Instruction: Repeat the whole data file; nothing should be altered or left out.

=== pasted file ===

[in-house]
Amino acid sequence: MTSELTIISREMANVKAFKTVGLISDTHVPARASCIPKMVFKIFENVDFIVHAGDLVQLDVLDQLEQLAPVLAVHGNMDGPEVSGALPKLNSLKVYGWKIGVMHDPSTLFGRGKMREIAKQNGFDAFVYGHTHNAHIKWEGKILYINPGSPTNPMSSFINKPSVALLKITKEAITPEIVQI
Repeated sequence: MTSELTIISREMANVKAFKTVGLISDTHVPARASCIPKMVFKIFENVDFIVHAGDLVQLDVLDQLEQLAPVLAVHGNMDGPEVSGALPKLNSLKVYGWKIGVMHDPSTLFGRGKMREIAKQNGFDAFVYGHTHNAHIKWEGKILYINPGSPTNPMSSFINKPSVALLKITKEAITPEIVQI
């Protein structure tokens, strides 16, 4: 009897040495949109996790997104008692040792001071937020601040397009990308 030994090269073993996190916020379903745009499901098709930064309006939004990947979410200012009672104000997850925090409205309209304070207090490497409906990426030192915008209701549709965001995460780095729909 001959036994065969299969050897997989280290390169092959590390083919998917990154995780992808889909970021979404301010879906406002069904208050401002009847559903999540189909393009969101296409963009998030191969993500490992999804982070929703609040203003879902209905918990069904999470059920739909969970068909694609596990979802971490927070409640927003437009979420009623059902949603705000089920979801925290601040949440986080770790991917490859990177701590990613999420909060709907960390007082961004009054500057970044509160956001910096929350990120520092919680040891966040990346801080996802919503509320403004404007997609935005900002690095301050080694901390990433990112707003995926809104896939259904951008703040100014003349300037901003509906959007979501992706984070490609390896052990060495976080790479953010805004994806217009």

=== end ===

[in-house]
Amino acid sequence: MTSELTIISREMANVKAFKTVGLISDTHVPARASCIPKMVFKIFENVDFIVHAGDLVQLDVLDQLEQLAPVLAVHGNMDGPEVSGALPKLNSLKVYGWKIGVMHDPSTLFGRGKMREIAKQNGFDAFVYGHTHNAHIKWEGKILYINPGSPTNPMSSFINKPSVALLKITKEAITPEIVQI
Repeated sequence: MTSELTIISREMANVKAFKTVGLISDTHVPARASCIPKMVFKIFENVDFIVHAGDLVQLDVLDQLEQLAPVLAVHGNMDGPEVSGALPKLNSLKVYGWKIGVMHDPSTLFGRGKMREIAKQNGFDAFVYGHTHNAHIKWEGKILYINPGSPTNPMSSFINKPSVALLKITKEAITPEIVQI
């Protein structure tokens, strides 16, 4: 009897040495949109996790997104008692040792001071937020601040397009990308 030994090269073993996190916020379903745009499901098709930064309006939004990947979410200012009672104000997850925090409205309209304070207090490497409906990426030192915008209701549709965001995460780095729909 001959036994065969299969050897997989280290390169092959590390083919998917990154995780992808889909970021979404301010879906406002069904208050401002009847559903999540189909393009969101296409963009998030191969993500490992999804982070929703609040203003879902209905918990069904999470059920739909969970068909694609596990979802971490927070409640927003437009979420009623059902949603705000089920979801925290601040949440986080770790991917490859990177701590990613999420909060709907960390007082961004009054500057970044509160956001910096929350990120520092919680040891966040990346801080996802919503509320403004404007997609935005900002690095301050080694901390990433990112707003995926809104896939259904951008703040100014003349300037901003509906959007979501992706984070490609390896052990060495976080790479953010805004994806217009």